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Pricing of the i newspaper: Editor on why 20p, and not free

November 12th, 2012 | No Comments | Posted by in Newspapers

The editor of the i newspaper, Stefano Hatfield, was asked at the Society of Editors conference today why the newspaper was priced at 20p and not given away free.

The i first launched in October 2010. Now, more than two years on, Hatfield said the pricing point “works both to establish a quality proposition and it’s also helpful in supermarkets establishing a value proposition”.

If you’d have gone free, in consumers mind [it would have] immediately been up against Metro and we didn’t want to be up against Metro, we wanted to be up against the Guardian, Times, Telegraph.

He added that when the newspaper is sold in supermarkets, therefore, the 20p pricing “is an advantage”.

He added that the “key thing is it’s an active choice to purchase the paper … rather than having it just given to you.”

The latest results from the Audit Bureau of Circulation, which published national newspaper circulation reports for October on Friday (9 November), showed a 44 per cent increase year-on-year in average daily circulation for the i, which reached 304,691 in October this year.

This also represented a 7.7 per cent increase month-on-month.

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#soe11: Editors of the Mirror and Times on phone-hacking coverage

November 14th, 2011 | No Comments | Posted by in Events, Journalism

Editors of the Mirror and the Times were today questioned at the Society of Editors conference about their coverage of the phone-hacking scandal.

Editor of the Times James Harding said earlier on in the scandal that the newspaper’s decisions were informed by “a combination of the company denying it, police saying there was nothing to see and an issue of rivalry”.

I look back and think why didn’t we jump on it? There’s often the sense that there’s an agenda there so I think when that story broke in the Guardian there was a tendency to see that and when news broke the police came out and said there’s nothing to see here. That did inform the thinking.

It was only as a few more pieces fell into place … I remember thinking there is something that is seriously wrong here.

He said following more allegations of wrongdoing the “engines fired up a bit” at the Times and there was “a real attempt to ensure we were reporting on it as any other story.”

Editor of the Mirror Richard Wallace added that when it first started “it was very much a meeja story”.

We didn’t think our readers were interested in it and frankly they weren’t.

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#soe10: Live coverage of the Society of Editors conference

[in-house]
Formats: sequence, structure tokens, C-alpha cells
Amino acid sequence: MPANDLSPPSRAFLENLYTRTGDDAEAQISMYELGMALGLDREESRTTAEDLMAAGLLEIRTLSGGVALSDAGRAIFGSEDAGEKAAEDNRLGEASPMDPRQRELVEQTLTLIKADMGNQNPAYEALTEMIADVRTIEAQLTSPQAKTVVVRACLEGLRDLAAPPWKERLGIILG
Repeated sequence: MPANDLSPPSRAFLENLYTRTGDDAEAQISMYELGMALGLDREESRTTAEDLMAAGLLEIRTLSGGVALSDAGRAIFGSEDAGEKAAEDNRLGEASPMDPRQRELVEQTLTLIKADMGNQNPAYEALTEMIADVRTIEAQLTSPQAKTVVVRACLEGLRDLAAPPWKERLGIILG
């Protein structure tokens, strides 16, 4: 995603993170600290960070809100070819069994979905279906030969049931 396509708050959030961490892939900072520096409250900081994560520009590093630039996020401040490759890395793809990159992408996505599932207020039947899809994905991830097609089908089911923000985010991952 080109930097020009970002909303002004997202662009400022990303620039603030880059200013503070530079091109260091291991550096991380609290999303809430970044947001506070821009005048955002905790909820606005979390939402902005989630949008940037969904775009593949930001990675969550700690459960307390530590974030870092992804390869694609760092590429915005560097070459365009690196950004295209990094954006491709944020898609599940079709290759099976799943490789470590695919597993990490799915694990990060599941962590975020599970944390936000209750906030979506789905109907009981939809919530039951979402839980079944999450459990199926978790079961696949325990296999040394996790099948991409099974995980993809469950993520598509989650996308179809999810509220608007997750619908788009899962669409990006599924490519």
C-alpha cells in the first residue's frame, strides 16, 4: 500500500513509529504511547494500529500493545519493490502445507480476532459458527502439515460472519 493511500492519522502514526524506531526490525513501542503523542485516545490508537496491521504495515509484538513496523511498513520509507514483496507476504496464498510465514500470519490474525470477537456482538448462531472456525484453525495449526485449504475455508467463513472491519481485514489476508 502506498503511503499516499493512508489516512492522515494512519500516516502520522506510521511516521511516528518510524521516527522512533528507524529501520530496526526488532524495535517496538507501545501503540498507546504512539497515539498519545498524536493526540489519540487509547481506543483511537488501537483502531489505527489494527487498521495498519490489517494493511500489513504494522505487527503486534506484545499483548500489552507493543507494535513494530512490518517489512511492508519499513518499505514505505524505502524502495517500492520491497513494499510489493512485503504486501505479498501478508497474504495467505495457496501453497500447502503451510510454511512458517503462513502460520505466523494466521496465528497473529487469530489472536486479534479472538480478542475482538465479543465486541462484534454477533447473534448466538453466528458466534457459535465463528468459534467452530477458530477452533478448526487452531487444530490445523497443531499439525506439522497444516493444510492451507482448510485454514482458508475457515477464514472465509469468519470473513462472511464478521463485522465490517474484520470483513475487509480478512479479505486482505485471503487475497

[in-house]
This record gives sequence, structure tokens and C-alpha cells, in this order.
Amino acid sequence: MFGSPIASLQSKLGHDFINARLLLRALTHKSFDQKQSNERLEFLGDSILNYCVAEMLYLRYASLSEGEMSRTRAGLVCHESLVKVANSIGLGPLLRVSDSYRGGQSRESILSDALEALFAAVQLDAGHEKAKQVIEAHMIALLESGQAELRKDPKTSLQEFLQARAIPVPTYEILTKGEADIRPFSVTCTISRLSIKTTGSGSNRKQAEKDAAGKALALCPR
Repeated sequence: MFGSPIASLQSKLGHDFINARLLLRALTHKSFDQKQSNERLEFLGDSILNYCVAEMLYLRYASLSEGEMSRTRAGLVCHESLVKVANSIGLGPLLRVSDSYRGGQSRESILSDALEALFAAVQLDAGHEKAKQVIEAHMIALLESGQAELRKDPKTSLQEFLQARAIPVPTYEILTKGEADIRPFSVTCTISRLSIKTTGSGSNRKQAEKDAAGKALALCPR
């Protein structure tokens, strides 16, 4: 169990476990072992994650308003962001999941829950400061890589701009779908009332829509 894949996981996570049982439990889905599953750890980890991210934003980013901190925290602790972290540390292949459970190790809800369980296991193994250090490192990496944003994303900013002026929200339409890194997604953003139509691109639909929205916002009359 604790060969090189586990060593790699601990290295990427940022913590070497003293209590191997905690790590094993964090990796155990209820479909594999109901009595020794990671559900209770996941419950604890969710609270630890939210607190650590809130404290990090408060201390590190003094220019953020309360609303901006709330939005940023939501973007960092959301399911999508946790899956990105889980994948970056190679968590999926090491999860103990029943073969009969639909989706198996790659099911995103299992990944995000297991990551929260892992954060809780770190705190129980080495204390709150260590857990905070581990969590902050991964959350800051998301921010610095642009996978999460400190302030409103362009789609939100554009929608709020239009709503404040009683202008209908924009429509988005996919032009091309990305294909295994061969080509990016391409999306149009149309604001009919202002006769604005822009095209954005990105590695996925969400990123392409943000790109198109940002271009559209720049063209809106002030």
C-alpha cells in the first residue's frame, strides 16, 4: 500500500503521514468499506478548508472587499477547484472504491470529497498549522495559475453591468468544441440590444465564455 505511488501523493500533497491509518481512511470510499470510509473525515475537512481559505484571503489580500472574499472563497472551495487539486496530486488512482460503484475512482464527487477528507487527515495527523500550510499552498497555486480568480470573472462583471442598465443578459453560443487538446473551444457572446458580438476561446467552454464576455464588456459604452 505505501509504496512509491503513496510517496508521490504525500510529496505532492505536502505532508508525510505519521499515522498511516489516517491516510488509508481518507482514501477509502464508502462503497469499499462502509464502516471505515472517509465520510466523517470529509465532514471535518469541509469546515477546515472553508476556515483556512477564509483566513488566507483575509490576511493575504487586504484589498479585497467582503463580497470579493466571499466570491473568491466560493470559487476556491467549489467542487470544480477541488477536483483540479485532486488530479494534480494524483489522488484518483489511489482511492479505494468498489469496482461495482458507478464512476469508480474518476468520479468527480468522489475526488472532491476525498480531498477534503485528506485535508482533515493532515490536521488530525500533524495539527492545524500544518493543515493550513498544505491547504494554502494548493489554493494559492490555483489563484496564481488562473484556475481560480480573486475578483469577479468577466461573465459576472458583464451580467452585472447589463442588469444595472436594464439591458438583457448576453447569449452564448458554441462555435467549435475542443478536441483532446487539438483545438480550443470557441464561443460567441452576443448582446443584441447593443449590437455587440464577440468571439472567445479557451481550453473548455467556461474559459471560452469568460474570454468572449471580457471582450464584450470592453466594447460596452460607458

November 15th, 2010 | 1 Comment | Posted by in Events

The annual conference of the Society of Editors is in full swing – featuring star turns already from Alexander Lebedev and the society’s president Donald Martin.

More coverage from Journalism.co.uk is available at this link.

To follow tweets from delegates and speakers use the liveblog below. You can see full details of the programme at this link.

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SoE08: What next for local media?

November 10th, 2008 | 2 Comments | Posted by in Events, Newspapers

Two questions being repeatedly raised at today’s Society of Editors (SoE) conference:

  • stop talking about the nationals, how can regional media get in on the digital act?
  • what to do about the BBC – or the ‘boa constrictor’ as Mail Online’s editorial director Martin Clarke called the corporation.

Guardian Media Group chief executive Carolyn McCall told delegates that there is a model for the local press, focusing on hyperlocal.

“There will be models that emerge: investing in SEO, local press have to do that. There’s an opportunity for local press to go very local and build revenue around this. There are models, but it will have to be off a very different cost base,” said McCall.

She went on to describe Channel M – the television offshoot of the Manchester Evening News – as ‘a good model’ for local media that could be replicated in the future.

The business risks associated with online and sustainable digital business models, she added, need to be shared regionally and locally.

Regional media will have to take ‘a real hit’ on their bottom line when it comes to online to if they are to maintain standards of quality journalism, she added.

Malcolm Pheby, editor of the Nottingham Evening Post, took up the regional press’ baton in explaining how the NEP had successfully integrated its newsroom with staff now trained to treat all news stories as rolling news to be broken on the web.

But the pervading theme of the day has been the opposition from regional newspapers to the BBC’s proposed local video plans.

Pete Clifton, head of multimedia for the Beeb, did his best to defend criticisms of the plans, saying that the proposals are subject to assessments by the BBC Trust and suggesting that the BBC could forge stronger relationships with other news providers.

Still it was comments from McCall and Clarke, whose affiliate Northcliffe added its voice to the debate today, that received impromptu applause.

According to both, the BBC’s plans present unfair competition to the local press

Cue videojournalism evangelist and consultant Michael Rosenblum, who promised to teach the audience how to beat the BBC at its own game. Key to this he said is embracing technology, in particular video, wholeheartedly and not incrementally.

In response to a question from a Rotherham newspaper publisher, which currently has no video on its website, Rosenblum said there was a demand for the content and the potential for partnerships with regional broadcasters like ITV local.

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